First, I felt that if I could get the filter closer to the bottom of the brewing glass, it would help on two fronts: It would slow the progress of the brewed coffee back into the pot (the "southbound" trip), and it would also increase the agitation of the grounds in the slurry. As Mark mentioned, Patrick offers a good explanation as to why the filters (sometimes, but not always, apparently) sit so high: the brew glass is handmade, so tolerances have to be high enough to allow for variations. In my case, the easiest way to lower the filter was to raise the glass, so I wandered around the local Wal-Mart until I found some cork coasters, which I trimmed to the size of the indentations in the base. Three coasters glued together provided just the right height and the cork material actually looks like it belongs there. Just this change alone increased extraction times about 20-25 seconds. Also, it does appear to increase the agitation rate, as well, so I think this is a very worthwhile enhancement, when necessary.
Next came increasing the burn time during brewing. As Mark mentioned, there are basically three ways to accomplish this: 1) manually hold the counterweight during brewing, 2) raise the height of the burner, and 3) increase the weight of the pot. After lots of experimentation, I don’t think any combination of the latter two approaches can increase burn time more than 10 seconds or so. I glued together two of the aforementioned coasters, again, after cutting them to the right size, and placed them under the burner. I also made a small weight to sit on top of the filler plug that adds the maximum amount of weight that will allow the pot to reliably rise at the end of the “northbound” trip, but I not sure the addition of weight is worth the trouble.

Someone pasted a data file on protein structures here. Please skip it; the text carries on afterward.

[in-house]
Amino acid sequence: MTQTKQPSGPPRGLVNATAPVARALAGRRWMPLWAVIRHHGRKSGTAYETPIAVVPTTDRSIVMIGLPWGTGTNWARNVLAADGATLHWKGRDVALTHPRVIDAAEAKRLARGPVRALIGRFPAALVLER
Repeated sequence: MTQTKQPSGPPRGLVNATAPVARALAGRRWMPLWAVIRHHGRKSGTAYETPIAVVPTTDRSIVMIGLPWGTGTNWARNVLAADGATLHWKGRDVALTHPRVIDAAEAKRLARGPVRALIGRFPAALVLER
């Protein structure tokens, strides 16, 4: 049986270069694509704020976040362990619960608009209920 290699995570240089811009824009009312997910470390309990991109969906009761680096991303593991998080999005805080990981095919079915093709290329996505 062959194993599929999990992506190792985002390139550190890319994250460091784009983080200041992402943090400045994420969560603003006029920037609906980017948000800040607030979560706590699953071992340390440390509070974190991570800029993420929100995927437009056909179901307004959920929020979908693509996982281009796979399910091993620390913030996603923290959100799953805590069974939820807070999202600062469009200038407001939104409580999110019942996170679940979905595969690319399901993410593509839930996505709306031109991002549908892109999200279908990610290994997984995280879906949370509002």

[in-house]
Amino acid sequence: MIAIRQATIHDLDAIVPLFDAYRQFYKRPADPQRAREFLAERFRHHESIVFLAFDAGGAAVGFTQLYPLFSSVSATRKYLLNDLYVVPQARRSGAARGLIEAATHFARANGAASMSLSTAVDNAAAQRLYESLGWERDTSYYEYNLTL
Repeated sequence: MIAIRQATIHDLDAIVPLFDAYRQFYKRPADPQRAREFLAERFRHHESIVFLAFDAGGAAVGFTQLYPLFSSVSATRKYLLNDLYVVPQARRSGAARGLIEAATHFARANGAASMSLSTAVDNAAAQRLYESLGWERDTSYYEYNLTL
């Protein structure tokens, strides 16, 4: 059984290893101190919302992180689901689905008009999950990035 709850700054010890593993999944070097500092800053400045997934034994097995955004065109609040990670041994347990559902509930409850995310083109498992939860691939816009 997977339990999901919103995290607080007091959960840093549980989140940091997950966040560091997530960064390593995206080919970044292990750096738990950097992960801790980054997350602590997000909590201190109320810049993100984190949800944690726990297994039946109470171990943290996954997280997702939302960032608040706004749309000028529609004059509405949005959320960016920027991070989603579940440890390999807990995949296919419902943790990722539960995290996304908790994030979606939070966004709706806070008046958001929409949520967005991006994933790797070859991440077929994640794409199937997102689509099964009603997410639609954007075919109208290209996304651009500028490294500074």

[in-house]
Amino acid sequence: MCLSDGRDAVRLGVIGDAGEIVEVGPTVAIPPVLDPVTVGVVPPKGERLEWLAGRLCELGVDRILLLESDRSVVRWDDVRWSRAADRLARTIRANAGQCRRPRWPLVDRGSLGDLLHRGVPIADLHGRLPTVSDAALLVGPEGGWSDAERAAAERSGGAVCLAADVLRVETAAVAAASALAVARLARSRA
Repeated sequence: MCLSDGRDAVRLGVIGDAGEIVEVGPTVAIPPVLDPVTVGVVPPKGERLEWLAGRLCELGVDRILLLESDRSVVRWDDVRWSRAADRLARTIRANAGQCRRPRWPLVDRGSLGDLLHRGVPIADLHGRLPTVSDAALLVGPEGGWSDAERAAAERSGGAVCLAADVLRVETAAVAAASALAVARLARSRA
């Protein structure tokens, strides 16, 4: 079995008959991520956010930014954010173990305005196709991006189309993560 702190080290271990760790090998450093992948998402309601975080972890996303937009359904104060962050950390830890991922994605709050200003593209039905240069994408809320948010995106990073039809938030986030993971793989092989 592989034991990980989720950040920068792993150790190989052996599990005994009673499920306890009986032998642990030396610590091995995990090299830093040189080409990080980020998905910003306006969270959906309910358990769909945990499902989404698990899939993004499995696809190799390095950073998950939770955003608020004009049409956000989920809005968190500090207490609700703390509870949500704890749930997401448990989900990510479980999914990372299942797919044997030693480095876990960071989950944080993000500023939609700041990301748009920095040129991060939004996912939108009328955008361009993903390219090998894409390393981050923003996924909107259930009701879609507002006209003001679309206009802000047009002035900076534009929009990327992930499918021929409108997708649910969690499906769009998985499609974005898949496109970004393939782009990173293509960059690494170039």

Still, using the above two “enhancements”, and playing with the fineness of the grind, I’m now consistently getting perfect (for me) extraction times of 3:30 or so. On my Solis, this requires a setting a couple marks above the espresso indication. Body is excellent, and sediment in the cup has not been a problem at all. It’s a little more than with a Hario and a cloth filter, but much less than any French press I’ve ever used.
I should also mention here that, while it seems like I’ve focused a lot on some “negative” aspects of the Royal, this is primarily due to two things. First, when something is as beautifully engineered as the Royal is, it’s natural to focus on its shortcomings. Second, there are very few things I own that haven’t been tweaked, modified, or “souped up” in some manner. I just rarely leave anything stock, so my first thought after getting my hands on the Royal was about how to improve it. I’ve got a few other things I want to try, too, but one thing at a time…